I happened to catch the Mrs. Westlake episode of the Cosby Show the other day and realized two things:
One: all of the Theo-centered episodes were always the funniest
Two: Every school had a Mrs. Westlake
Ours was Mrs. Green.
Mrs. Green’s reputation was so horrifying that her own son (also a student in our school) went by a different last name to avoid having to claim her.
Mrs. Westlake intimidated kids into being better students.
Mrs. Green mostly just wore you down.
That woman had patience like she was being paid for it. But I didn’t figure that out until later.At the time, she annoyed me like she annoyed the other kids. I felt like her class was the least productive class in the world. For an honors class, it seemed like we were way behind where we should have been.
I could never prove it, but I was sure she was teaching us the same thing she was teaching her other classes.
And she was teaching them junior high stuff. It was a rip off, and I complained endlessly.
To her, to other kids, my counselor, my parents. And yet no one seemed to care that this woman was stunting my educational growth.
I remember showing my Dad the reading list.
“Look at this! I read this stuff in the seventh grade!”
My father looked up from his desk with a smirk, “Hey, now, that guarantees you a good grade, right?” I stomped away from his uproarious laughter.
Years after graduation I went with a friend to the school for whatever reason and passed her classroom. Before I knew it I had my head in the doorway. She was surprisingly happy to see me.
“You remember me?”
“Yes, of course I remember you, Ms. (mylastname), you are unforgettable,” and she beckoned me to come all the way into the classroom.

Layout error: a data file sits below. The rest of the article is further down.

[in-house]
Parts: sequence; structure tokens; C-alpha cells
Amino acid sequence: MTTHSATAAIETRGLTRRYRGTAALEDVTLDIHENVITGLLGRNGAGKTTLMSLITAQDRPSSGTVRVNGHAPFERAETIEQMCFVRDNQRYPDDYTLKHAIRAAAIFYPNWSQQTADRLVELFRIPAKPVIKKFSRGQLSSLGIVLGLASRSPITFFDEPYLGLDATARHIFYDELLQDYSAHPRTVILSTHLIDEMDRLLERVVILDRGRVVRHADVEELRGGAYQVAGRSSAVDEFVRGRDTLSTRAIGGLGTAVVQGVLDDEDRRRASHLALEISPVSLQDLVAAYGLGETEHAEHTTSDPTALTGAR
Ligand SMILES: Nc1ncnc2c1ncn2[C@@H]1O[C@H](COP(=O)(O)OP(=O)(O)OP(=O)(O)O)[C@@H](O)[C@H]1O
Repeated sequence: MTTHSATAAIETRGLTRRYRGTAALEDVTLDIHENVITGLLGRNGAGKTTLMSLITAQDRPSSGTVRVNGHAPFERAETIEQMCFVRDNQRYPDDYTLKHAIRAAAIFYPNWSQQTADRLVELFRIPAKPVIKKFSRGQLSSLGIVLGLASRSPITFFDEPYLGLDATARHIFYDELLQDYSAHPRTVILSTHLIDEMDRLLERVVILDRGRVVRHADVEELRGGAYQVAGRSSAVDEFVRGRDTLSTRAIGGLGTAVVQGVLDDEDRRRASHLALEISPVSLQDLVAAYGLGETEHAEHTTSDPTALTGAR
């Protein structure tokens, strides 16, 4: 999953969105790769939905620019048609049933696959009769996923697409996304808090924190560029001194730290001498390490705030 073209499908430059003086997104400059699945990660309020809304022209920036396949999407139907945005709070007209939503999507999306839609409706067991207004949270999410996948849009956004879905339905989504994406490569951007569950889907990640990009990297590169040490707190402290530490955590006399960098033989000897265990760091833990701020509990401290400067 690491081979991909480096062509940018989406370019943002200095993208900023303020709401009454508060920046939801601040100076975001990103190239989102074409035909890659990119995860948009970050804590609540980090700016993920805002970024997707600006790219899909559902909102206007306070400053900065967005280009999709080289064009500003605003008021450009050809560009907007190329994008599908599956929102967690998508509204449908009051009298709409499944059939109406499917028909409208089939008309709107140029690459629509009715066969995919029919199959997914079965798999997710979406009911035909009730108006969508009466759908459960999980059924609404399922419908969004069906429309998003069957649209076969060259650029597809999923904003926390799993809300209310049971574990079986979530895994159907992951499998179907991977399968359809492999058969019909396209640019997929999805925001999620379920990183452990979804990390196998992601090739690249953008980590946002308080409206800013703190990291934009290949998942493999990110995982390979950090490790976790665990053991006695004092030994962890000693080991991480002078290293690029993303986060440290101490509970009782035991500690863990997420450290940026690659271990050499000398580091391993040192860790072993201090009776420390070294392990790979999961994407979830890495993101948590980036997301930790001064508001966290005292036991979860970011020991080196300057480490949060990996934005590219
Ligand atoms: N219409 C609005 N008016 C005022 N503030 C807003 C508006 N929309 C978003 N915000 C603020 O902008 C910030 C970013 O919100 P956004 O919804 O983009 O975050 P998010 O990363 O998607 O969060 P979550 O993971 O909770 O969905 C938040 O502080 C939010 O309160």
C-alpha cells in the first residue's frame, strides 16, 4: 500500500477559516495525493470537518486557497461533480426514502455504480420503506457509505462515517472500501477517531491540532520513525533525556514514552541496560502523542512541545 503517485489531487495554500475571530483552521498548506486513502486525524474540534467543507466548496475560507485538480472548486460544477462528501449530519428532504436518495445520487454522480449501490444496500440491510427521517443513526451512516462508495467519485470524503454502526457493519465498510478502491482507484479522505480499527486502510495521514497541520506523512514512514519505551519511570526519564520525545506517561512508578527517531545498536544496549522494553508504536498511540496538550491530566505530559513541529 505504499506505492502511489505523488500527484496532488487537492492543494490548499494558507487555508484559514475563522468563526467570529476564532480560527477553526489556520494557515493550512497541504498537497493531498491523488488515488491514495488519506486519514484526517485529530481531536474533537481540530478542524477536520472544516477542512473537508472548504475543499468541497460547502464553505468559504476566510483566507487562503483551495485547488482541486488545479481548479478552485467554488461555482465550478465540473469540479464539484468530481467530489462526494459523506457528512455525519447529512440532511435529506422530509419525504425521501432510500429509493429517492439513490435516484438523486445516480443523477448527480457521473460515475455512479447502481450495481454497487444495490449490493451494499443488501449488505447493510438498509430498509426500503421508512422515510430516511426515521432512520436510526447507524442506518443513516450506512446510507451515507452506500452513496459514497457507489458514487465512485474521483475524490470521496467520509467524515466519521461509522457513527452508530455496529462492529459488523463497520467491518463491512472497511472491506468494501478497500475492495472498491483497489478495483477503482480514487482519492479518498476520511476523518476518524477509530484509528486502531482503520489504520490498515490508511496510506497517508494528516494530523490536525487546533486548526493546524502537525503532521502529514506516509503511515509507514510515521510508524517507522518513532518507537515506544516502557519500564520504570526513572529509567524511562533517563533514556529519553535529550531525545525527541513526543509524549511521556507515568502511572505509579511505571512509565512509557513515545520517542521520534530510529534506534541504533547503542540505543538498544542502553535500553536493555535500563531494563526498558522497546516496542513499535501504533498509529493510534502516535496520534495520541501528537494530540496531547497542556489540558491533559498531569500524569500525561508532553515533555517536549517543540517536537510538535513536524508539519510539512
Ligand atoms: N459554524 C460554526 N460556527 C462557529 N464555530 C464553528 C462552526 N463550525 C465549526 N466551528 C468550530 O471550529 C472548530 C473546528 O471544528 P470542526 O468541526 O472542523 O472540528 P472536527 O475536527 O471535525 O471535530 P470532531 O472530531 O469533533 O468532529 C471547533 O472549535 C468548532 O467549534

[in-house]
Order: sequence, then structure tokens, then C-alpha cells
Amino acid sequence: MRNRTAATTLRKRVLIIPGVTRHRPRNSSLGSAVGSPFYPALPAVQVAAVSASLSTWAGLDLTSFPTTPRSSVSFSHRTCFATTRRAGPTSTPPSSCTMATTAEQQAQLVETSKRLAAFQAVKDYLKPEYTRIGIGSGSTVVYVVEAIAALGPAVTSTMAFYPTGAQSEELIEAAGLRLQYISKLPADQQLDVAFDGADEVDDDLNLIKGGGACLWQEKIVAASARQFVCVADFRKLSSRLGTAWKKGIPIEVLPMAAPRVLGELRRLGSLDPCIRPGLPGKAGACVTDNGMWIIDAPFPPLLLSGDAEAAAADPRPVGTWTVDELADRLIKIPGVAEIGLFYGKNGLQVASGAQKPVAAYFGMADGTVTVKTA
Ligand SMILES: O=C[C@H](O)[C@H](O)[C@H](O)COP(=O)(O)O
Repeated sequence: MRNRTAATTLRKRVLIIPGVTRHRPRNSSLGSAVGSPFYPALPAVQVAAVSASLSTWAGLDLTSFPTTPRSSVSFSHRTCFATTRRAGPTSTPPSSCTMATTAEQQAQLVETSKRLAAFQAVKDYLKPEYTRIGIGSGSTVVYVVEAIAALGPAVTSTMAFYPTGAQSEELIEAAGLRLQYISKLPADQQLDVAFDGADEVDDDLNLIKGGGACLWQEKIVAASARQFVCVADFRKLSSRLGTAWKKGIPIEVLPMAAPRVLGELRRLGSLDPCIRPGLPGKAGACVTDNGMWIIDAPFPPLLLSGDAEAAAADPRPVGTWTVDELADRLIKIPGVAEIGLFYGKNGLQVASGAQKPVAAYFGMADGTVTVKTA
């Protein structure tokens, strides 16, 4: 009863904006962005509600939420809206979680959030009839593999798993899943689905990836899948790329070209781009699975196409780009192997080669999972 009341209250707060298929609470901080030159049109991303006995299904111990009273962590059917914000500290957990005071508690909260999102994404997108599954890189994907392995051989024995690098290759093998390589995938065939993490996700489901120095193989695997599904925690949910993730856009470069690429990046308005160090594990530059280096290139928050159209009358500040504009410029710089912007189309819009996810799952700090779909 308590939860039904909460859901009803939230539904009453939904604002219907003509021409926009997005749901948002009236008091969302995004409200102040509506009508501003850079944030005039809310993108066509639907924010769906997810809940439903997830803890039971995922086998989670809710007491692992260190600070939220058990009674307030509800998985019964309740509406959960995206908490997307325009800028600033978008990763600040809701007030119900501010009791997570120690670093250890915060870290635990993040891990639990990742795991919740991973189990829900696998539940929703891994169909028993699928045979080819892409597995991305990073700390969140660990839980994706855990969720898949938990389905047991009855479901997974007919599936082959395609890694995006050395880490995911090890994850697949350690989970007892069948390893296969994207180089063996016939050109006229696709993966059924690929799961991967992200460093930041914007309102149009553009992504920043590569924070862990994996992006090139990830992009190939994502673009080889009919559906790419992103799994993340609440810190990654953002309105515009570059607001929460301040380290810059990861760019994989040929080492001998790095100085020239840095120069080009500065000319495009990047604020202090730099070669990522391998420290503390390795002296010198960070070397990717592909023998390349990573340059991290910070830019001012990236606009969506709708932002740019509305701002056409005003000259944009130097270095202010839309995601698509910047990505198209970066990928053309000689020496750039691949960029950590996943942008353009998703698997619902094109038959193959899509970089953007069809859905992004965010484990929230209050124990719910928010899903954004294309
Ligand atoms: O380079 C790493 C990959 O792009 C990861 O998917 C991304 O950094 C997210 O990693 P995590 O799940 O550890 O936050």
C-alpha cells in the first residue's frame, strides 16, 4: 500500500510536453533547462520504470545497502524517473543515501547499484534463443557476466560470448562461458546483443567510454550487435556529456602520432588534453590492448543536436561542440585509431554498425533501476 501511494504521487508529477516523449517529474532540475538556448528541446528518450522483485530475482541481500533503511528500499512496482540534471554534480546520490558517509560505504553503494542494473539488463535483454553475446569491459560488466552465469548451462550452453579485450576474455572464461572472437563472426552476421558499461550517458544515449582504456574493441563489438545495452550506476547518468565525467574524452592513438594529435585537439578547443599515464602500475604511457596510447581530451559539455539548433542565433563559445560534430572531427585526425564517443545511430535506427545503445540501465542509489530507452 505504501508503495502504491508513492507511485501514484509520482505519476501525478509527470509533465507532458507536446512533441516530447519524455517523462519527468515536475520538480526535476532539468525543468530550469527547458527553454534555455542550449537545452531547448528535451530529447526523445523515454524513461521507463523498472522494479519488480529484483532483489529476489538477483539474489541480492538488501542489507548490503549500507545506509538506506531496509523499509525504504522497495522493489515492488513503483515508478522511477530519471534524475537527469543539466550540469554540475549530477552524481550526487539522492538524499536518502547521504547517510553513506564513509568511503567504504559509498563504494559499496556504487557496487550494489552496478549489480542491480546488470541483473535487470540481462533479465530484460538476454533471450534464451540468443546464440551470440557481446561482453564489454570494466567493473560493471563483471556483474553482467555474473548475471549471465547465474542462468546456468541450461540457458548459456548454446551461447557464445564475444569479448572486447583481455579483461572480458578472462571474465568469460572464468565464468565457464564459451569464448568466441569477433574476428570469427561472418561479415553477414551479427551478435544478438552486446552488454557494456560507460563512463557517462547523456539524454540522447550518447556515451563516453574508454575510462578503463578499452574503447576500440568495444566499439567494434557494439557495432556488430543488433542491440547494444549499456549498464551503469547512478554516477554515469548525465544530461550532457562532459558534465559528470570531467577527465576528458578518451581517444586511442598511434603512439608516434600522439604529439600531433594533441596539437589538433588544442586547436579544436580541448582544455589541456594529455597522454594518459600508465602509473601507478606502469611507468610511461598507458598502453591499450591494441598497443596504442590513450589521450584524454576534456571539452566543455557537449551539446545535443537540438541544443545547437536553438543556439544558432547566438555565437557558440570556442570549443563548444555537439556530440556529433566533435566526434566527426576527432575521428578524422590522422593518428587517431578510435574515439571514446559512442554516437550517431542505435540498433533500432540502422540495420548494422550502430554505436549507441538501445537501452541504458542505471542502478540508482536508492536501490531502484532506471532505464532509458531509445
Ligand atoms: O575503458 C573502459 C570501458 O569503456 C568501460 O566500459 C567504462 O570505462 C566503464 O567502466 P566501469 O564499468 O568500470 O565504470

Before I could find a seat in the corner some little chick with glasses rolled her eyes, threw her hands up and loudly complained, “I don’t appreciate this disruption!”
My eyes grew wide and I glanced at Mrs. Green.
She went on. “This is cutting into my class time. I came here to learn.” She said the last word hard like she was throwing a heavy rock.
“It’s me.” I said louder than I meant to.
“Yes it is,” Mrs. Green smiled.
“I wasn’t trying to be… obnoxious. I just thought… I felt like…”
“I know, dear, I know” and Mrs. Green stretcher her arms out to me for a hug and I gave her a warm hug and hoped that she felt my apology.
“Ugh! You huggin’ that lady?” Ms. Missy was mortified that anyone would embrace Mrs. Green.
I ignored her and apologized again. “I am so sorry. I am so, so sorry.”
Mrs. Green just laughed, “I know, dear, I’ve always known.”
I threw Ms. Missy a dirty look on the way out but thought better than to tell her what I was thinking.
I could have told her that her thinking was faulty, that learning is all day every day, lessons are where you find them, and you can gain the most where you’re sure you’re wasting your time.
But then I remembered that a woman once told me that when you are young everyone gives you the best advice but you are too stubborn or stupid to know it.
Sometimes teachers teach what’s in the book and sometimes they teach something more than that.
It’s up to us as students to recognize the value.
But that’s the thing about learning, it kind of sneaks up on you sometimes.
I can’t seem to find the first part of this episode, but you can still get the goods from these two clips.